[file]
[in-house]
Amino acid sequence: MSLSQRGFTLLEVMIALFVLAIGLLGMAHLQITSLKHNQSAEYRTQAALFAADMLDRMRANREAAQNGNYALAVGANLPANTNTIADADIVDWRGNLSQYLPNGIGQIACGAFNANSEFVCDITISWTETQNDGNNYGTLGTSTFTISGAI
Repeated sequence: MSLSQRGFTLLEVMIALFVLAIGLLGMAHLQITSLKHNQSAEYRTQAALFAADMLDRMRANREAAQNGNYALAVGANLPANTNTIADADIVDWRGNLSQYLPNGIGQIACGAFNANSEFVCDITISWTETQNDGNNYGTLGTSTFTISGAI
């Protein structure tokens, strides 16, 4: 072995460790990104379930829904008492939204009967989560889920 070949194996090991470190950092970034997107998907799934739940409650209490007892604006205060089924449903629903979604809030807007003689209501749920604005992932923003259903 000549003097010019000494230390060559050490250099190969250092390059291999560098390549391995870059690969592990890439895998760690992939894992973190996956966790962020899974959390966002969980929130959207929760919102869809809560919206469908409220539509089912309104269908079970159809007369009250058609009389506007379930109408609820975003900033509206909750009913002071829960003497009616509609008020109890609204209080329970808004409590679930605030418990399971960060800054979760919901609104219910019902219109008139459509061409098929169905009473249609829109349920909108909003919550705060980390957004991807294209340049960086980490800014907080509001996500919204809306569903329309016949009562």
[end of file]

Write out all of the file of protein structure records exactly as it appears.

[in-house]
Amino acid sequence: MSLSQRGFTLLEVMIALFVLAIGLLGMAHLQITSLKHNQSAEYRTQAALFAADMLDRMRANREAAQNGNYALAVGANLPANTNTIADADIVDWRGNLSQYLPNGIGQIACGAFNANSEFVCDITISWTETQNDGNNYGTLGTSTFTISGAI
Repeated sequence: MSLSQRGFTLLEVMIALFVLAIGLLGMAHLQITSLKHNQSAEYRTQAALFAADMLDRMRANREAAQNGNYALAVGANLPANTNTIADADIVDWRGNLSQYLPNGIGQIACGAFNANSEFVCDITISWTETQNDGNNYGTLGTSTFTISGAI
């Protein structure tokens, strides 16, 4: 072995460790990104379930829904008492939204009967989560889920 070949194996090991470190950092970034997107998907799934739940409650209490007892604006205060089924449903629903979604809030807007003689209501749920604005992932923003259903 000549003097010019000494230390060559050490250099190969250092390059291999560098390549391995870059690969592990890439895998760690992939894992973190996956966790962020899974959390966002969980929130959207929760919102869809809560919206469908409220539509089912309104269908079970159809007369009250058609009389506007379930109408609820975003900033509206909750009913002071829960003497009616509609008020109890609204209080329970808004409590679930605030418990399971960060800054979760919901609104219910019902219109008139459509061409098929169905009473249609829109349920909108909003919550705060980390957004991807294209340049960086980490800014907080509001996500919204809306569903329309016949009562």